THIS 1942 issue of The Lucky Dog has been planned and printed in order to get away for a little while from the atmosphere of war and the anxieties of the times.
The following technical information on the issue is printed for the few printer members of the N.A.P.A. who are interested in such details. It will probably mean little to most of our readers.
The text pages are set in the same 11pt. Scotch Roman (A.T.F.) that we used in our “Reminiscence Issue” in 1940, but the page measure is one em wider and one line longer.
The cover design is a one-color version of the very clever drawing made by D. T. Carlisle for our 1941 issue.
The cover stock is pyroxylin coated Waregold (no longer manufactured), with a special tint on the inside (normally white) to blend with the text pages.
The center insert is Hurlbut Shadowmould, Light Weight, Rose.
The fly leaves are Strathmore Silverflake, Ivory.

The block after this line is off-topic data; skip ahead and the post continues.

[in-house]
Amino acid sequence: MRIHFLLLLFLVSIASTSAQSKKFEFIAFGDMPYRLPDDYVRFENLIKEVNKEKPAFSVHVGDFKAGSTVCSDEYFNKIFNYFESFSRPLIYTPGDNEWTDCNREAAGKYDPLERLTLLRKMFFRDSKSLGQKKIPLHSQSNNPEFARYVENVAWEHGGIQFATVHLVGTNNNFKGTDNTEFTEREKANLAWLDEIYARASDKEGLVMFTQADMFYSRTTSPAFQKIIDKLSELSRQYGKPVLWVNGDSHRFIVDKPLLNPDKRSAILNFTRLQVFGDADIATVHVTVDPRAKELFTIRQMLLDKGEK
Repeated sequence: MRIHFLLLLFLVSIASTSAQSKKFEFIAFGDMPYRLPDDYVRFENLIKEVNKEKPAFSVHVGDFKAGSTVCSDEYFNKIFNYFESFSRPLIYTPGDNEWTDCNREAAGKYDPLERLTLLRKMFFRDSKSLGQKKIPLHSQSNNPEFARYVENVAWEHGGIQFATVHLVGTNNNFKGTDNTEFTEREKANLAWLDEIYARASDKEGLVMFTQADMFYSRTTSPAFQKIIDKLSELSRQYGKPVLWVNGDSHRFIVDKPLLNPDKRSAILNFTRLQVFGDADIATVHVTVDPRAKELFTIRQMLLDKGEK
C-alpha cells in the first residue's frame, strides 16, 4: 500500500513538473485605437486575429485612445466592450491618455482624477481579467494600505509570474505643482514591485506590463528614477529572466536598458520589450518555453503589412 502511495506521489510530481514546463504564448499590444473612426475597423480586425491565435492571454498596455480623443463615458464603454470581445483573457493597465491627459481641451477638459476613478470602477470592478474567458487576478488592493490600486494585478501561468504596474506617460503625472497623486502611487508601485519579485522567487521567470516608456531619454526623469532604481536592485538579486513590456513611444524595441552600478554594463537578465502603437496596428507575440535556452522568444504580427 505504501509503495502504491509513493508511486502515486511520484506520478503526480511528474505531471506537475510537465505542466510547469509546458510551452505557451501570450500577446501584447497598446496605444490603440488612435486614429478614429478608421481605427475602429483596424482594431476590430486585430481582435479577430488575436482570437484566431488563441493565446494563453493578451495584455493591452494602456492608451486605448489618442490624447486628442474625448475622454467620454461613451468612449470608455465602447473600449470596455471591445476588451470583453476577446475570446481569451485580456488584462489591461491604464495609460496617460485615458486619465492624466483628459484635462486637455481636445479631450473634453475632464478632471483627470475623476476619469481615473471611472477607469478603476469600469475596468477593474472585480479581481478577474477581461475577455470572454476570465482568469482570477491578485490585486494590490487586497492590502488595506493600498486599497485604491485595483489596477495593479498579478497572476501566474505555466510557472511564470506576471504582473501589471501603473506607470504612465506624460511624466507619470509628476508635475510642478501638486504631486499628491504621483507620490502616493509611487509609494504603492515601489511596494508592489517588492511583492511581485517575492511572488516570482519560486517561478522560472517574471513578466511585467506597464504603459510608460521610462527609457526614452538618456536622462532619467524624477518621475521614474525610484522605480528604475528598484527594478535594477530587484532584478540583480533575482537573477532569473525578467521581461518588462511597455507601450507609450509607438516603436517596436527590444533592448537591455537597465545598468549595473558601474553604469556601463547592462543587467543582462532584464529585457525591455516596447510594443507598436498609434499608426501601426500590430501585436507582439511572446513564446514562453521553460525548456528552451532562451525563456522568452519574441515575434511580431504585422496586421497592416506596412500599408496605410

The text pages are Warren’s Cameo Dull Coated Book, Sepia, 90lb. weight. This is the same stock that we used in our June, 1905, issue and for this reason we wanted to use it again. When we came to get it, however, we found that it was no longer manufactured. The S. D. Warren Company very graciously instituted a search for us at the mills and located a sufficient quantity for our purpose.
ONCE UPON A TIME, when we were active in amateur journalism, the boy printer was regarded as the hope of the cause.
Today, judging from current papers, it would appear that the boy, or girl, mimeographer is that hope.
This might be laughable, except that it is serious.
Forgetting our interest in printing and simply looking at the matter as would a possible recruit for the National – one with some taste and discrimination – we doubt that such a collection of work as the average Mailing Bureau bundle would enthuse us to join the Association.
The National Amateur Press Association seems to be turning into the National Amateur Mimeograph Association, and as this trend continues, so the Association will find it increasingly difficult to attract recruits whose work will be of quality. “Like begets like.”
We know the contention of the mimeographers that the stencil process is all they can afford and if they didn’t get out a mimeographed paper they couldn’t publish. While a stencil-printed paper may be better than none, it contributes little to the development of amateur journalism.